One of the best-attended booths at the Expo was that of Dutch dairy-equipment manufacturer Lely, where the highlight was the company’s Astronaut A4 robotic milker, an updated version of the system the Dockendorfs use on their farm. A key virtue of having a robotic milker in your barn—provided you have about $200,000 to buy one—is that you don’t have to be there for cows to get milked. The A4 has a small gated area with a feed trough at one end that the machine refills between milking sessions. A cow enters the area on its own, knowing that it’ll find grain to snack on. While it’s munching, a stainless-steel-and-carbon-fiber arm extends underneath it, automatically attaching milking machinery to its four teats (the A4 uses lasers to scan the underside of the cow and identify where the teats are). When the milking is done, the trough swings away, the gate opens, and the cow rejoins the herd in the barn. The A4 then cleans and resets itself for the next cow.
This saves a dairy farmer that fun daily ritual of waking up at the crack of dawn to milk the cows, but what’s just as important is the data collected from each cow. The A4 scans a cow’s collar, using either radio waves or infrared light to tell one animal from another. Next, the system tracks several parameters while the cow is milked: its weight, its milk production, the time required to milk it, the amount of feed the cow eats—even how long the cow chews on its cud (determined through audio sensors on certain collars).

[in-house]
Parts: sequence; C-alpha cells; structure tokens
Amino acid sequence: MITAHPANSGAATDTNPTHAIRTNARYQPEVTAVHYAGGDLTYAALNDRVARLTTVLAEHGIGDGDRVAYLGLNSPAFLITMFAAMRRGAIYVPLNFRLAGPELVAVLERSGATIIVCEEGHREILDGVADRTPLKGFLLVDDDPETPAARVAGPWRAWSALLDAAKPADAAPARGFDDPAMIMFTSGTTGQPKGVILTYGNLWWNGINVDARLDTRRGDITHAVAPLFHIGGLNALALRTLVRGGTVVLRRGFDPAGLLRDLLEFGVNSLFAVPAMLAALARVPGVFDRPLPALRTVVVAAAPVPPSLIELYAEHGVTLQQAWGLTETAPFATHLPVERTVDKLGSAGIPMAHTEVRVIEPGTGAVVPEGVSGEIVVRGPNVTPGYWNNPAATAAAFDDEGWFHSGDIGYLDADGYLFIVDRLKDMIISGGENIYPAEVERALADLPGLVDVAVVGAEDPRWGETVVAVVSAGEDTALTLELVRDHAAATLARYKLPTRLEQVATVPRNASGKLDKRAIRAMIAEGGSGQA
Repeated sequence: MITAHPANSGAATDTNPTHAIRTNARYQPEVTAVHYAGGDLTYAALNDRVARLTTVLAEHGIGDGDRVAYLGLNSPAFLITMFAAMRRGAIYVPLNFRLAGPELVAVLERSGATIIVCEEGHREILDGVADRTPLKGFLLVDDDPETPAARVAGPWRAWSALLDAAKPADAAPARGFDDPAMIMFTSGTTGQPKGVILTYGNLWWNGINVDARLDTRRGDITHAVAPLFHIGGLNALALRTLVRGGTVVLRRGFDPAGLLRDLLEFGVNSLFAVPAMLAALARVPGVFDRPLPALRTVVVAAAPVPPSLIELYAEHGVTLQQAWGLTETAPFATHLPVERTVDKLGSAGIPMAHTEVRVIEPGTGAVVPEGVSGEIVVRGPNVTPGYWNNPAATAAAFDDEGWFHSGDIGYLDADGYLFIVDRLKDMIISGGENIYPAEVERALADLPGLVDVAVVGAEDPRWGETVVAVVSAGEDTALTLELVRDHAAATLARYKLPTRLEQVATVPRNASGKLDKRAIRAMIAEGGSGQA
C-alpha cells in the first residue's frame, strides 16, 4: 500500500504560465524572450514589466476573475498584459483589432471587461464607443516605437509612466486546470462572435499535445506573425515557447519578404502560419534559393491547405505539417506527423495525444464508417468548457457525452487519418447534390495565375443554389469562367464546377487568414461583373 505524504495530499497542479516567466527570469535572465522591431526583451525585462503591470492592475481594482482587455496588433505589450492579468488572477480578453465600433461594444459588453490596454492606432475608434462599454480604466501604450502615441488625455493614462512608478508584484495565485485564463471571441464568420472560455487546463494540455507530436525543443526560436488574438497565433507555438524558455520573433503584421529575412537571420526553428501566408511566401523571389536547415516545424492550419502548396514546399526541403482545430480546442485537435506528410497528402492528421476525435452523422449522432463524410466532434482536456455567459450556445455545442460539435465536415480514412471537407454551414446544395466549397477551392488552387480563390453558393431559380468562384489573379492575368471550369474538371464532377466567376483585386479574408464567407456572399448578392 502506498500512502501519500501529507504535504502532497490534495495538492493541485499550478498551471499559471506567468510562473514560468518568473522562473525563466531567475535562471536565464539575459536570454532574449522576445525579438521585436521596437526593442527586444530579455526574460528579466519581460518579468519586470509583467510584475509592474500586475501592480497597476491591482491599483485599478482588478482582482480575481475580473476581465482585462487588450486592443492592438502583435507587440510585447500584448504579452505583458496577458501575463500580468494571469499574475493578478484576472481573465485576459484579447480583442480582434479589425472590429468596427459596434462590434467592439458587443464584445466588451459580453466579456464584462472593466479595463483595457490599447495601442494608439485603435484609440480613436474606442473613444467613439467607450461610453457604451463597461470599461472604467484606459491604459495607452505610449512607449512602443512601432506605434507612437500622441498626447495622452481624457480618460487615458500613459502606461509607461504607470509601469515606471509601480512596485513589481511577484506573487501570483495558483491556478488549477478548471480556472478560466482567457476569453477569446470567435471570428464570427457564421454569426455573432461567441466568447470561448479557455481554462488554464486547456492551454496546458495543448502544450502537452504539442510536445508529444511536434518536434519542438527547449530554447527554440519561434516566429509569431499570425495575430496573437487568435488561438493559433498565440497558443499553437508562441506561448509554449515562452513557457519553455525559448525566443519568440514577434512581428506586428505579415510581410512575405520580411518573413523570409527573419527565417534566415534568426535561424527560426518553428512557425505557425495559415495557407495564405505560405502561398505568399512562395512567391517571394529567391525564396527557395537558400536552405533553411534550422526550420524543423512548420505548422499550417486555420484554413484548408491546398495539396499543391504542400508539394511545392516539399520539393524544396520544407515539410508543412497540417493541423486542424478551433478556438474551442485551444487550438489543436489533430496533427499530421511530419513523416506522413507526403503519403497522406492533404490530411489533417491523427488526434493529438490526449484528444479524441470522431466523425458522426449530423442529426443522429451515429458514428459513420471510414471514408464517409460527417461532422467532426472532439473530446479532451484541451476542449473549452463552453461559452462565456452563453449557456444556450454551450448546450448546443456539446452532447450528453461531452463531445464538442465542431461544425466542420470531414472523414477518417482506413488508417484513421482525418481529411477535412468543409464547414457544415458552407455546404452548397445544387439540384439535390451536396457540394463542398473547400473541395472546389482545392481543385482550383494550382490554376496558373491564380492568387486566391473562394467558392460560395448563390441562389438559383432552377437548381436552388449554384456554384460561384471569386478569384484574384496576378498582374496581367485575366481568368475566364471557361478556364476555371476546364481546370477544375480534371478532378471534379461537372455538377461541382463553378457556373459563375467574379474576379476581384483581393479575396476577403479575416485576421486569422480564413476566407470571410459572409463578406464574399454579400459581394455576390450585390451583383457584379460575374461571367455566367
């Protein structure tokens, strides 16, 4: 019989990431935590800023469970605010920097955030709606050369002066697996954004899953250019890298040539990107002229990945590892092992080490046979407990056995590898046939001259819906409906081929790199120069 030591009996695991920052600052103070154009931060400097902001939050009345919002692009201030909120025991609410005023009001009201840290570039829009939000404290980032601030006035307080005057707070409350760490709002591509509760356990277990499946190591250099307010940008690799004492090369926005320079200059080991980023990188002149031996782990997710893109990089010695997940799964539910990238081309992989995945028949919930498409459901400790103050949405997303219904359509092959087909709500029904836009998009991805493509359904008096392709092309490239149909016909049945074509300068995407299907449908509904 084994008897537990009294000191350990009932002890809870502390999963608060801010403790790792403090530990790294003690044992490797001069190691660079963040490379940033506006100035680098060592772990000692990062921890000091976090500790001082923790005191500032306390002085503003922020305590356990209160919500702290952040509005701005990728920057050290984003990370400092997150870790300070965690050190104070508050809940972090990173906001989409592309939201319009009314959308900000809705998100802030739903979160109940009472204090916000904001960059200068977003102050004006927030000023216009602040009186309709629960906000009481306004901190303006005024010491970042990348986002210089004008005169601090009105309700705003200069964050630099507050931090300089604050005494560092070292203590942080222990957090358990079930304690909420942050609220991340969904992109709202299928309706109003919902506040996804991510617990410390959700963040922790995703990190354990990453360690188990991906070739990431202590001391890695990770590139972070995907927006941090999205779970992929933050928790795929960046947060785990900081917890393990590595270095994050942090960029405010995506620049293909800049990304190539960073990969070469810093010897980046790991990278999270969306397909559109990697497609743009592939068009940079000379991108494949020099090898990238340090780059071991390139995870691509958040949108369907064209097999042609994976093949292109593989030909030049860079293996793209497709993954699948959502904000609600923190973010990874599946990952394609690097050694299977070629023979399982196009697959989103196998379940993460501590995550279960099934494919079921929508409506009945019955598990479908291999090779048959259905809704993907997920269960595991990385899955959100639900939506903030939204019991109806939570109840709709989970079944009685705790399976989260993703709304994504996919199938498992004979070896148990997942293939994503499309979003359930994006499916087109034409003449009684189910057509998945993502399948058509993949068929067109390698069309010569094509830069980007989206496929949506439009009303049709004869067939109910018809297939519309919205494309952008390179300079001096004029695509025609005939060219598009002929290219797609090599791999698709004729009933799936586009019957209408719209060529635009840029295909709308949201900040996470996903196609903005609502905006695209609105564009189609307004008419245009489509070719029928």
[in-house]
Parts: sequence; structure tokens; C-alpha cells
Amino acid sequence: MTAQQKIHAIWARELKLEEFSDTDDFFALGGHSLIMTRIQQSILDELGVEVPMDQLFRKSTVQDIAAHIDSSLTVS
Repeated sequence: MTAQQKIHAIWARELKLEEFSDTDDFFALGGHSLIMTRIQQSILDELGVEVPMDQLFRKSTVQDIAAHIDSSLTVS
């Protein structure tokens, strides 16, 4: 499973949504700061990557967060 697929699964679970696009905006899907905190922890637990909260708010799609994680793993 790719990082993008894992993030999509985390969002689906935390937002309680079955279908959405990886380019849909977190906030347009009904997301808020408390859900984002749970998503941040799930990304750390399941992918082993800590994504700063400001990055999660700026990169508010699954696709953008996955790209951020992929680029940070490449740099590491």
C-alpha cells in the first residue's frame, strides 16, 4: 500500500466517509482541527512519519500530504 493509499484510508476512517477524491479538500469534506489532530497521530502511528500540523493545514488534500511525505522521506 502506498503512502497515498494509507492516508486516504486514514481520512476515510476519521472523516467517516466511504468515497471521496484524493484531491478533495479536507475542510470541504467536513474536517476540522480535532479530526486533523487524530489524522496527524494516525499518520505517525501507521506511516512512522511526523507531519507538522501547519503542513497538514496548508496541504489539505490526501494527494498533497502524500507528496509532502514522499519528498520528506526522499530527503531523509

The machine collects data on the cow’s milk as well. Milk coming out of each teat (or quarter, in dairy parlance) is checked for color, fat and protein content, temperature, conductivity (an indicator of possible infection), and somatic cell count. This information is pulled together into reports for each cow; if the A4 detects a problem, the machine can alert the farmer on his phone.BusinessWeek
Photo Credit: Lely